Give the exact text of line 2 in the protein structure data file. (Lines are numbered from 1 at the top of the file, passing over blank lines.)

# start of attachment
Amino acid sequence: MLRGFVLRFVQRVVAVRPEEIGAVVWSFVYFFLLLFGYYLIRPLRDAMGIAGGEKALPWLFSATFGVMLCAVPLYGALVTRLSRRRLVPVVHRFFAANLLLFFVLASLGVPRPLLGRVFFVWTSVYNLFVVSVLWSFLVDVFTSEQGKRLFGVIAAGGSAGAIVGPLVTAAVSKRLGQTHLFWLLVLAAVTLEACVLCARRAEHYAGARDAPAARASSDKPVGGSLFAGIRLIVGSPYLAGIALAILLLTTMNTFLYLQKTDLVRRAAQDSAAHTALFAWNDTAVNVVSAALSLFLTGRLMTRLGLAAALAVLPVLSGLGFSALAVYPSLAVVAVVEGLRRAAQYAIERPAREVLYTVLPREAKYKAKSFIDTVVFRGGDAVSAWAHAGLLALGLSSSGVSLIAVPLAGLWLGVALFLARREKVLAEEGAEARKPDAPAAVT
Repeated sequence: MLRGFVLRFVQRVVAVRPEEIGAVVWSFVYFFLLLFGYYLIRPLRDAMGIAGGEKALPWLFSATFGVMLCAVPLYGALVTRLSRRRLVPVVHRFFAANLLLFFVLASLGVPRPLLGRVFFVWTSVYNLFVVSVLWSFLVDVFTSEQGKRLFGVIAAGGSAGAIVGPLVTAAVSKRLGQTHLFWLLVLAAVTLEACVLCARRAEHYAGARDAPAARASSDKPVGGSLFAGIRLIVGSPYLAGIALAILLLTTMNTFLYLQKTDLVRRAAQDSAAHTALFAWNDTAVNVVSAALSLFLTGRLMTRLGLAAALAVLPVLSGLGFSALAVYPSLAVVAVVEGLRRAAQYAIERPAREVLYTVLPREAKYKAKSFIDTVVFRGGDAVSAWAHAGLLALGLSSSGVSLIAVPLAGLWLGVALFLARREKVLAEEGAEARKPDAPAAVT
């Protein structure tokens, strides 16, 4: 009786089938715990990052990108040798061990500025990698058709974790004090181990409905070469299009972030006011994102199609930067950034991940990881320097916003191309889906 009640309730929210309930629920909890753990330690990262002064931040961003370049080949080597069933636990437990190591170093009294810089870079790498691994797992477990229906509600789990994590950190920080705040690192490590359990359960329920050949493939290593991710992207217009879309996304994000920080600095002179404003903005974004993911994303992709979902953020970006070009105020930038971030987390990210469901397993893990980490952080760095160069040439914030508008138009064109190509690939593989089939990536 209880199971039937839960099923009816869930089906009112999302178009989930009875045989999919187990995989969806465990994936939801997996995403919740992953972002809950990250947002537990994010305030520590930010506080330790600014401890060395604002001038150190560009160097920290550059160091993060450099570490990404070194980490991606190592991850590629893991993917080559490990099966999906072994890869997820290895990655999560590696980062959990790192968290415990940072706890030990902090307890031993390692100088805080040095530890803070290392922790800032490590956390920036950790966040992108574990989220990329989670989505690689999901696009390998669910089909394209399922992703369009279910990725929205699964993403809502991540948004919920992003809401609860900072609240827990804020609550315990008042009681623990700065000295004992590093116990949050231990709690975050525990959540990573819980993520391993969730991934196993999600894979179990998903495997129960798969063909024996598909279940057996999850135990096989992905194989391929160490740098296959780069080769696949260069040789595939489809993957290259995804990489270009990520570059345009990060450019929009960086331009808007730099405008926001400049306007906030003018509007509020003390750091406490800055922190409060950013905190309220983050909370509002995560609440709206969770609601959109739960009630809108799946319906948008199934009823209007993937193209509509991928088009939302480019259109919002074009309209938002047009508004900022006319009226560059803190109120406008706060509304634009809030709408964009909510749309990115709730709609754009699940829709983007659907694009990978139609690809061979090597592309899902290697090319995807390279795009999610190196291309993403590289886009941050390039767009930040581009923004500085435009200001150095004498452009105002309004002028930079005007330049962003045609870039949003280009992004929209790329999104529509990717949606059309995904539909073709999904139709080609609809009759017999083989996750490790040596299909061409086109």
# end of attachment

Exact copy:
Repeated sequence: MLRGFVLRFVQRVVAVRPEEIGAVVWSFVYFFLLLFGYYLIRPLRDAMGIAGGEKALPWLFSATFGVMLCAVPLYGALVTRLSRRRLVPVVHRFFAANLLLFFVLASLGVPRPLLGRVFFVWTSVYNLFVVSVLWSFLVDVFTSEQGKRLFGVIAAGGSAGAIVGPLVTAAVSKRLGQTHLFWLLVLAAVTLEACVLCARRAEHYAGARDAPAARASSDKPVGGSLFAGIRLIVGSPYLAGIALAILLLTTMNTFLYLQKTDLVRRAAQDSAAHTALFAWNDTAVNVVSAALSLFLTGRLMTRLGLAAALAVLPVLSGLGFSALAVYPSLAVVAVVEGLRRAAQYAIERPAREVLYTVLPREAKYKAKSFIDTVVFRGGDAVSAWAHAGLLALGLSSSGVSLIAVPLAGLWLGVALFLARREKVLAEEGAEARKPDAPAAVT